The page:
Phil wanted to fix my hair dryer, he really did. He wanted to prove his valiant conquer-the-world-status to his adoring bride. Your husband longs to be your hero too. He wants to sweep you off your feet and enamor you with his strength. He wants to fix everything for you. But he can’t. And that’s okay. Some things can only be fixed by that same Father who teaches how to love well. And some things won’t be fixed until all this broken world is made right on the day He comes to get His Bride.

I wish…  that Phil had just told me that he couldn’t fix that hair dryer on the workbench if his life depended on it.

I wish… that I’d just told him I’d take my broken hairdryer to someone who could fix it for me rather than hold his less-than-admirable-fixing skills as a test of his love.

But I’m glad we’re both freed now from expecting too much from each other and from ourselves. Because the more we learn to depend on God to meet our needs and fix our brokenness the more we’ll be able to love with abandon.

Because, you know girls, He’s Not Your Prince Charming…

From my heart,


P.S. Are you learning this lesson too? Is God patiently and persistently teaching you that He is enough? Will you tell us what you’re learning? I cherish your stories…

Keep checking back this week… I’ve got some notes to help you along the way that will be posted in Glimpses.

[1] That’s what our friends, Emmerson and Sarah Eggerich’s so aptly name what happens to every married couple in their book, Love and Respect. If you haven’t already, please read it! It is profoundly insightful and helpful.



Give thanks to the LORD

and proclaim His greatness. 

Let the whole world know what He has done. 

I Chronicles 16:8

I met, just the other day, with a young woman to hear her story. We lingered over a late breakfast, sipping tea and nibbling sweet potato home-fries.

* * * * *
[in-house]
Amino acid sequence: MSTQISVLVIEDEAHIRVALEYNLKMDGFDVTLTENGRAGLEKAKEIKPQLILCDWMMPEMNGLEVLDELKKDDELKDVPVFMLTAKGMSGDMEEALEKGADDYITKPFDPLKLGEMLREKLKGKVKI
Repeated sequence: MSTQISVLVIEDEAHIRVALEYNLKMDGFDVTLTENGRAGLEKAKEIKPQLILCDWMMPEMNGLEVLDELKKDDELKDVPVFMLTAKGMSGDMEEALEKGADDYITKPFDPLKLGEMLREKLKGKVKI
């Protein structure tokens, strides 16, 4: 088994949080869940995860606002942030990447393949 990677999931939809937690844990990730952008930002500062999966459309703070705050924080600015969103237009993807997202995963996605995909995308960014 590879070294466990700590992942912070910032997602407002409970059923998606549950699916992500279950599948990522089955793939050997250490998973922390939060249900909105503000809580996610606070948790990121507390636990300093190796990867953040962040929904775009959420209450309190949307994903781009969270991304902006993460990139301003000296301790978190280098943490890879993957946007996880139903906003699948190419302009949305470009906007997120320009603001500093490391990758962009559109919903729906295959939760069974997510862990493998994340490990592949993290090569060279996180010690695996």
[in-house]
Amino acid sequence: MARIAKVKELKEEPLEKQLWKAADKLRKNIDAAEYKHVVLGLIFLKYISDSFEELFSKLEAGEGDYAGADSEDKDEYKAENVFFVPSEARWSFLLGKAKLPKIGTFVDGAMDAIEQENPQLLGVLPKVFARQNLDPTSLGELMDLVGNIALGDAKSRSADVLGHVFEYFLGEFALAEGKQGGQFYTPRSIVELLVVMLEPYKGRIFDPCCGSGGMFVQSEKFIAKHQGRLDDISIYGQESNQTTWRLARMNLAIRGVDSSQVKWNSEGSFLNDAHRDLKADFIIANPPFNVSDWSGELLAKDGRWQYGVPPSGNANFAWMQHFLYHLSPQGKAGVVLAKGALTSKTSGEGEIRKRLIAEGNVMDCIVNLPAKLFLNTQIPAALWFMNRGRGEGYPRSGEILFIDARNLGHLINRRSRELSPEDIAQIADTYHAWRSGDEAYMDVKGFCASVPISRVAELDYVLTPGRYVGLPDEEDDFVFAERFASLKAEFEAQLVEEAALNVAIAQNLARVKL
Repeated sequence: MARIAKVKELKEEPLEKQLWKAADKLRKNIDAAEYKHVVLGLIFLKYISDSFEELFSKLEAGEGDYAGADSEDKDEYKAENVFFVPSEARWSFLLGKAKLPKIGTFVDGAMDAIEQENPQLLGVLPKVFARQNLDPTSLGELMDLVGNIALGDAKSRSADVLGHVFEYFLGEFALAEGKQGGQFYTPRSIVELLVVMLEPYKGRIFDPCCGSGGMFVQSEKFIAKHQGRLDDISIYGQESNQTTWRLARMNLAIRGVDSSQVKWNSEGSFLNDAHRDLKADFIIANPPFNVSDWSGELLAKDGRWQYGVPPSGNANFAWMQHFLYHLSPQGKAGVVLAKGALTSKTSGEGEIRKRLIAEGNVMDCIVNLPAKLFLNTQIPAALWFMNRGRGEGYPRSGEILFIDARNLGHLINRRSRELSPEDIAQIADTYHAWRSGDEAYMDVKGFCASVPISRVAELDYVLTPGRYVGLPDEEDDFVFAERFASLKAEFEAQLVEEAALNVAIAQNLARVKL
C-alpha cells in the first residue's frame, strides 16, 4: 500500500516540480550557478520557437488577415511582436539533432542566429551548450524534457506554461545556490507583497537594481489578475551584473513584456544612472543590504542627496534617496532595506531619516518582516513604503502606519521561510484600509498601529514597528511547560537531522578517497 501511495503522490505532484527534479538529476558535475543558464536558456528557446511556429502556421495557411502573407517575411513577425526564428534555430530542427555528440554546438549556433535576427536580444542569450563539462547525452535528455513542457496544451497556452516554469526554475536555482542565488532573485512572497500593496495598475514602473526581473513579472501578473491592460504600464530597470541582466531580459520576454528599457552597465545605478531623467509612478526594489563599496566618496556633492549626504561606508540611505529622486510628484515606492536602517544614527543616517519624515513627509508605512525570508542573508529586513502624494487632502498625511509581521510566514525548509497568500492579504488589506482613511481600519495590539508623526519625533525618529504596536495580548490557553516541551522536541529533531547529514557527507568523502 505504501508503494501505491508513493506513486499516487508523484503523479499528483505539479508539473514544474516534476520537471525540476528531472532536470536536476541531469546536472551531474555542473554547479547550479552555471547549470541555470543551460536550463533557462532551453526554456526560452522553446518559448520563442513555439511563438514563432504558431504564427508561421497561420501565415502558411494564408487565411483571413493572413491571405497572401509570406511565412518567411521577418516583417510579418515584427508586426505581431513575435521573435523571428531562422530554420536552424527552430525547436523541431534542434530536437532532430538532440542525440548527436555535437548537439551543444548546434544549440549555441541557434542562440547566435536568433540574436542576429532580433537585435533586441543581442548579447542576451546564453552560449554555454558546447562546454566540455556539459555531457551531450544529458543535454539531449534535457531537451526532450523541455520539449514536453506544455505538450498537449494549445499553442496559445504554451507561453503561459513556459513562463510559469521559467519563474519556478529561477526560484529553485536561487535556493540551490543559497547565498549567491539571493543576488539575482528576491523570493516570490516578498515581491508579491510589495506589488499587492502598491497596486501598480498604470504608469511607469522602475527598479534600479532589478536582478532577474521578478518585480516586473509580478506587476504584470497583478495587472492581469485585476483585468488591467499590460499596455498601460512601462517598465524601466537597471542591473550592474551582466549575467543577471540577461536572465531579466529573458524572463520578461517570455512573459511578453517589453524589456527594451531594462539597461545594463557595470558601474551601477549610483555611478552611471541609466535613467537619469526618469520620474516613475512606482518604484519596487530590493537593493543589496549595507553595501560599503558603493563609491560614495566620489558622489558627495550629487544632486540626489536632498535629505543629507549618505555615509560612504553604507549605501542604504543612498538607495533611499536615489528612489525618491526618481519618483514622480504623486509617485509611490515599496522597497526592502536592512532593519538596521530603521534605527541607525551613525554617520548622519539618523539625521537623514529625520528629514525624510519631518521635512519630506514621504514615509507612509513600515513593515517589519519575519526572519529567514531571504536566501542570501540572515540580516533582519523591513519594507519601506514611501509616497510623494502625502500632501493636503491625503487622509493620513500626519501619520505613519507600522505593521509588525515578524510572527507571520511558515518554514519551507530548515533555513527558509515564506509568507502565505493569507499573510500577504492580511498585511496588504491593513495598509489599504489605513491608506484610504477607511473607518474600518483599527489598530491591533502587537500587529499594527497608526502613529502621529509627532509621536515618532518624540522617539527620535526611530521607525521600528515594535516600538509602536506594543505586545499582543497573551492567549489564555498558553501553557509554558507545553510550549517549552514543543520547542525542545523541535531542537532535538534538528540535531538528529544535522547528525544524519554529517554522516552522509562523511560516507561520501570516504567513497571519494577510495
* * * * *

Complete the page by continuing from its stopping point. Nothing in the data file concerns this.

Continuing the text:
How do you share a lifetime in an hour?

How could I listen to without weeping?

And yet she did and I didn’t. I held back those tears until this morning. Now, in the dark, with my Bible open and my teapot steaming, my heart won’t stop the flow of tears.

Why does so much pain happen?

And I don’t know the answer, not really. I just know that it does. People choose and their choices hurt innocent little red-headed girls.

But something happened as we sat across from each other in that little breakfast place not far from here. Something powerful, something… wise.

As this woman shared her story-full-of-awfulness, she just refused to give in to pity. Instead, she wove hope throughout each chapter, noticing God’s goodness and His people’s beauty towards her just when she needed it.

Hers was not that annoyingly fake kind of “God is good” parroting of what no one believes— but a wide-eyed discovery that, indeed, God showed Himself good in the midst of terrible bad.

And I think that’s why I didn’t break down and choke on the tears pushing behind my eyes… because she wouldn’t let me.

Her hope was contagious—her deep down belief that God stood with her every hurtful moment of her the-way-it-shouldn’t-be story.

That is how I want to live my days…

Overflowing with hope,

caught up in God’s goodness,

choosing to sparkle with the joy of His care for me in spite of—

well, in spite of the bumping and bruising and unavoidable badness that happens some days.

From my heart,


Do you have a story you can tell us? Maybe let this corner of the world know about His goodness to you?